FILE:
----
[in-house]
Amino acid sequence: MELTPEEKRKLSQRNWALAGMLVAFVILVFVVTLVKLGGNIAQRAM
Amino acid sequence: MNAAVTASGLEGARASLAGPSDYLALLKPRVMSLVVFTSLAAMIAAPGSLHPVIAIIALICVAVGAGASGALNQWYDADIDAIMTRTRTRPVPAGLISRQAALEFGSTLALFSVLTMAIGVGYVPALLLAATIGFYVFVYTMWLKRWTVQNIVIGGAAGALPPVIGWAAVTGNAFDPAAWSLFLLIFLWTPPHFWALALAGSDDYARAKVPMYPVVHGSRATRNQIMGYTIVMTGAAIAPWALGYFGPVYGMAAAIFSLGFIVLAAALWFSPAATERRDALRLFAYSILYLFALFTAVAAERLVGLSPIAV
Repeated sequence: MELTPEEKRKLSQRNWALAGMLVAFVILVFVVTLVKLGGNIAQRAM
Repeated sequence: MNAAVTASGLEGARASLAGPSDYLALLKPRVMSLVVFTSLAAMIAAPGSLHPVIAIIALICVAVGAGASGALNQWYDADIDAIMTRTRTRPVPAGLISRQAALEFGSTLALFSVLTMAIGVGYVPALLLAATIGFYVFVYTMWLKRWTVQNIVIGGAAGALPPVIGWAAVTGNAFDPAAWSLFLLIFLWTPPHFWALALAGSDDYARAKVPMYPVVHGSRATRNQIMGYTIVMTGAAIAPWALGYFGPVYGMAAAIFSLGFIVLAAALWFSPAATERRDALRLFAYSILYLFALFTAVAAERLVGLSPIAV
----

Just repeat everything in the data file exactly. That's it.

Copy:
[in-house]
Amino acid sequence: MELTPEEKRKLSQRNWALAGMLVAFVILVFVVTLVKLGGNIAQRAM
Amino acid sequence: MNAAVTASGLEGARASLAGPSDYLALLKPRVMSLVVFTSLAAMIAAPGSLHPVIAIIALICVAVGAGASGALNQWYDADIDAIMTRTRTRPVPAGLISRQAALEFGSTLALFSVLTMAIGVGYVPALLLAATIGFYVFVYTMWLKRWTVQNIVIGGAAGALPPVIGWAAVTGNAFDPAAWSLFLLIFLWTPPHFWALALAGSDDYARAKVPMYPVVHGSRATRNQIMGYTIVMTGAAIAPWALGYFGPVYGMAAAIFSLGFIVLAAALWFSPAATERRDALRLFAYSILYLFALFTAVAAERLVGLSPIAV
Repeated sequence: MELTPEEKRKLSQRNWALAGMLVAFVILVFVVTLVKLGGNIAQRAM
Repeated sequence: MNAAVTASGLEGARASLAGPSDYLALLKPRVMSLVVFTSLAAMIAAPGSLHPVIAIIALICVAVGAGASGALNQWYDADIDAIMTRTRTRPVPAGLISRQAALEFGSTLALFSVLTMAIGVGYVPALLLAATIGFYVFVYTMWLKRWTVQNIVIGGAAGALPPVIGWAAVTGNAFDPAAWSLFLLIFLWTPPHFWALALAGSDDYARAKVPMYPVVHGSRATRNQIMGYTIVMTGAAIAPWALGYFGPVYGMAAAIFSLGFIVLAAALWFSPAATERRDALRLFAYSILYLFALFTAVAAERLVGLSPIAV